If my dad represents the heart of Red String, my mom would be it's strength. As of this post, my mom, Gladys, is 85. Mom is a 3rd generation Japanese American (Sansei), and because our Generations page only covered the family's first (Issei) and second (Nisei) generations' experience, I will provide a short background on my mom.
My mom was born in 1935 and grew up in French Camp, a small farming area outside of Stockton, CA. She is the fourth of six children born to Harry and Florence Itaya. When she was 7, her family was relocated and incarcerated at an internment camp in Rohwer, Arkansas as a result of Executive Order 9066 which authorized the internment of Japanese Americans from "military areas". After a year of incarceration, the Government started allowing some Japanese internees to relocate to inland areas to help fill the severe domestic labor shortage caused by the war effort. The family moved to Michigan to work at the Tabor Farm Resort in Sodus Township. In 1945, after the war ended, the family returned to French Camp, first relocating to the French Camp Japanese Hall which served as a hostel for many of the returning Japanese internees, then moving back to their French Camp homestead (during the incarceration, their farm was left in care of tenants). Gladys, then 10 years old, attended French Camp Elementary school, then went to Edison High School in Stockton. Because her family always emphasized the importance of an education, Gladys continued her education at the University of California, Berkeley majoring in Public Heath. While attending college, she worked as a housekeeper for the Ferguson family on Russell Street in Berkeley. In 1955, she was introduced to my dad, Sam, through her older sister, Mollie, who was dating my dad's best friend, Ted (Ted "Uncle Mug" would later marry my Aunt Mollie). In 1957, Gladys graduated from college along with her older brother, Raymond. Four days after their graduation ceremony, their dad, Harry, was hospitalized. He unexpectedly passed away 14 days later due to post surgery complications. In November of that year, mom married dad. Two years later, my older brother, Jeff was born, and then three years after, I was born. After college, Gladys got a job as a laboratory technician, and when Jeff was born, she became a stay-at-home mom. She went back to work as a part-time lab technician and ultimately, full-time as my brother and I got older. Our family was not wealthy and there were many times when money was short, but my mom always found a way to put food on the table and set aside savings to ensure my brother and I could go to college. My parents were also very involved with their church. Mom taught Sunday school, volunteered at church events, and eventually started, with several friends, the Courtyard Kitchen where they served free meals to the church congregation every Sunday for over 35 years. She ran the chow mein, rice ball, somen salad, and ribs booth at the church's bazaar for 30 plus years. She helped at her sister's Japanese food store, Oto's Food Market, every Saturday and during New Years making bento lunches (Japanese take out lunch boxes) and maki and age sushi until a couple of years ago.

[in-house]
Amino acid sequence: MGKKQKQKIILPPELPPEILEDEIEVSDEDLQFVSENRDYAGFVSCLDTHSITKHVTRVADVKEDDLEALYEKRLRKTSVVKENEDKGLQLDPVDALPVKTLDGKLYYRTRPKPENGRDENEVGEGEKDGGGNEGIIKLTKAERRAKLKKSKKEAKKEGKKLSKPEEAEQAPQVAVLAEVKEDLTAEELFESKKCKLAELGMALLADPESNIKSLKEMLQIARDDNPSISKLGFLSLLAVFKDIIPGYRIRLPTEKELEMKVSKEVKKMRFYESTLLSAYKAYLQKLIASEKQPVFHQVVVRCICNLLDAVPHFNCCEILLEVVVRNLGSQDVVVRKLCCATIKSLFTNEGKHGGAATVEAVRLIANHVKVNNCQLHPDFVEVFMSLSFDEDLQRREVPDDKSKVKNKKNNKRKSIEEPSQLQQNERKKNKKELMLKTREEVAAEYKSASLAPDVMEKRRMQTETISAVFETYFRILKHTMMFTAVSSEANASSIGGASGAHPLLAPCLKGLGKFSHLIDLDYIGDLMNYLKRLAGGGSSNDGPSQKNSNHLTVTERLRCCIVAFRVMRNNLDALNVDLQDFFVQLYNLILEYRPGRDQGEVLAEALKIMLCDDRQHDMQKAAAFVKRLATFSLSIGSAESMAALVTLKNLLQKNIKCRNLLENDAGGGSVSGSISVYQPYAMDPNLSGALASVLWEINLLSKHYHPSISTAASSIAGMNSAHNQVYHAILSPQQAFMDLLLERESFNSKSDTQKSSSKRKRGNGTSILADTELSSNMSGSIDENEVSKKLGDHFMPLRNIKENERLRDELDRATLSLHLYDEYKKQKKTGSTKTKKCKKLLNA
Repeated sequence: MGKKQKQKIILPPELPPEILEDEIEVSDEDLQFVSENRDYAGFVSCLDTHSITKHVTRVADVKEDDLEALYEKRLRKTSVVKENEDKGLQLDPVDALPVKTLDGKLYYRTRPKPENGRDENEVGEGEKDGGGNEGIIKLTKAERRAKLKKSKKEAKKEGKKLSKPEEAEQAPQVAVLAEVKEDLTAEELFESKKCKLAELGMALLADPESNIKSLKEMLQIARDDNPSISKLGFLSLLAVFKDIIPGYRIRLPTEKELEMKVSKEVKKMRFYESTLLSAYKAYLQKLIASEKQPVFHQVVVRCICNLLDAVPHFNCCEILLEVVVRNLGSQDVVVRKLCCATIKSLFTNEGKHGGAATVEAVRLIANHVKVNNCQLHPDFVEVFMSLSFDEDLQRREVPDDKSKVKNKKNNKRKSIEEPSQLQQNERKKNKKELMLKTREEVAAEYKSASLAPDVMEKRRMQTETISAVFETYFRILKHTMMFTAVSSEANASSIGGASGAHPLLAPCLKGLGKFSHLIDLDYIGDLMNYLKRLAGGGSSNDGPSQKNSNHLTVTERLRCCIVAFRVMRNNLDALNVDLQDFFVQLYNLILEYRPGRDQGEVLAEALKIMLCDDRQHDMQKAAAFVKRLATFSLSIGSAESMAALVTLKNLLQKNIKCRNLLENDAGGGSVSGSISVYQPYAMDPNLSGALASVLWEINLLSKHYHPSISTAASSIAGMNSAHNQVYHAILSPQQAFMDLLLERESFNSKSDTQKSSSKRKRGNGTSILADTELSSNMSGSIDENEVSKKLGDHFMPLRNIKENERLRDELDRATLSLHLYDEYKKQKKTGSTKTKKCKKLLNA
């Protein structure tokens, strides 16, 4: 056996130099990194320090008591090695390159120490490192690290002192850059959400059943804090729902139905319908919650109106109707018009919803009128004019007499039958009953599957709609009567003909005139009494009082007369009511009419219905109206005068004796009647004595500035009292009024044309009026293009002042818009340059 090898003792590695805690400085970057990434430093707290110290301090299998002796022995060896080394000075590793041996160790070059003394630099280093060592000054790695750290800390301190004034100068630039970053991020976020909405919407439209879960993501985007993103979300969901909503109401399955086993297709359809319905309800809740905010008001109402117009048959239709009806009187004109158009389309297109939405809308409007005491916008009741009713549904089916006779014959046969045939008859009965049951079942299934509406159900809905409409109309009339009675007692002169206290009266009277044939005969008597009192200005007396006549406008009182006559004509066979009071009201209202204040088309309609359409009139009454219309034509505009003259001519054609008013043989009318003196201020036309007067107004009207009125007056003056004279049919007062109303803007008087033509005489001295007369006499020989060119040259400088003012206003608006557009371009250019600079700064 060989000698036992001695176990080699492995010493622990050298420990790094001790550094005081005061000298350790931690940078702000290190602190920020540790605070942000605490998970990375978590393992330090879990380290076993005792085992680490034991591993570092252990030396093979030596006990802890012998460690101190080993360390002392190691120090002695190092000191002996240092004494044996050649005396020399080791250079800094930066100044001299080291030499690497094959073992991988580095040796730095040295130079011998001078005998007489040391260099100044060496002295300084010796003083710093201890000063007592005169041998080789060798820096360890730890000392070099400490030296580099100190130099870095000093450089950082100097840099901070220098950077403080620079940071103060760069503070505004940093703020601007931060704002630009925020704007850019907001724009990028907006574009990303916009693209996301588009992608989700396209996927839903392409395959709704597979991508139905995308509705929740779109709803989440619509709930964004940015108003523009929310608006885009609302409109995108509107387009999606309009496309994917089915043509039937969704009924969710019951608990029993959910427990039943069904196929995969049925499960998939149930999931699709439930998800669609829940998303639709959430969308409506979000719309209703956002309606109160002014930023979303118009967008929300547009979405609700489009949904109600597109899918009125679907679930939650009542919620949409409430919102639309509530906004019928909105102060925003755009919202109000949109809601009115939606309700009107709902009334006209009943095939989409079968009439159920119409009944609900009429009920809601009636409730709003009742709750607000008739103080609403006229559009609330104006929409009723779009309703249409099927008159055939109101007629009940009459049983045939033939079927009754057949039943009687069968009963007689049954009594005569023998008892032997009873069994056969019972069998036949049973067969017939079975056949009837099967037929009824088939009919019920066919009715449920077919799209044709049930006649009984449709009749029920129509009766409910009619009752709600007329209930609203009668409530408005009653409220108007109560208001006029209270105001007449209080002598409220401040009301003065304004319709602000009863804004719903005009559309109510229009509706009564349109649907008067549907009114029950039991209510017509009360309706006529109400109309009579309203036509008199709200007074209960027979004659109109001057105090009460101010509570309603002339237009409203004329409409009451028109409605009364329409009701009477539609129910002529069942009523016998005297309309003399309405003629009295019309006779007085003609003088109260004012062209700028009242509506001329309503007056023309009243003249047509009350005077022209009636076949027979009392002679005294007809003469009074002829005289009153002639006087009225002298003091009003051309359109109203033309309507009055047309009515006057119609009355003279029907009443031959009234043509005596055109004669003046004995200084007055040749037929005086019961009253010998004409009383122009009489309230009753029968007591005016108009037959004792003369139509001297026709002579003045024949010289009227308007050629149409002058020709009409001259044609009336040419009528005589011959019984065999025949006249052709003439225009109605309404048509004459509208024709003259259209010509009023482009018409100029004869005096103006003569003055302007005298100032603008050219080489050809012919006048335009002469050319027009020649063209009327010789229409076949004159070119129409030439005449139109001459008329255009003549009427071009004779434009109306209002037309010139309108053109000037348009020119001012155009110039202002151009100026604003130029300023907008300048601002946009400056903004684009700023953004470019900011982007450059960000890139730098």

Mom is, and always has been, a smart and strong woman. She had to be. Living in a household with 3 boys could not have been easy (the toilet seat was always up). She was the strength of our family; the reason why my brother and I went to college and pursued the careers that we did; the primary family caregiver in the later years of her mom's, Florence, life; and gave support to her two brothers (Richard and Ray) when they were diagnosed with cancer. The one thing that I remember most about my mom was that she was never idle. Whether she was at work, cooking, baking, doing chores around the house, helping dad in the garden, or delving into one of her many projects, mom never sat still. I don't think she sat down and watched an entire TV show, ever. Cooking and baking was one of mom's hobbies and she was a phenomenal cook. In the 1980's, she created and published two Itaya Family Cookbooks that documented many of the Itaya family's best recipes, as well as the early family history. If it wasn't for this, much of our family history (and recipes) would probably have been lost.
Even as mom has aged and her mind not as sharp as it once was, she still has a real enduring spirit, inner strength, and caring nature. It is what I most admire about her, and what I hope Red String can continue to carry forward.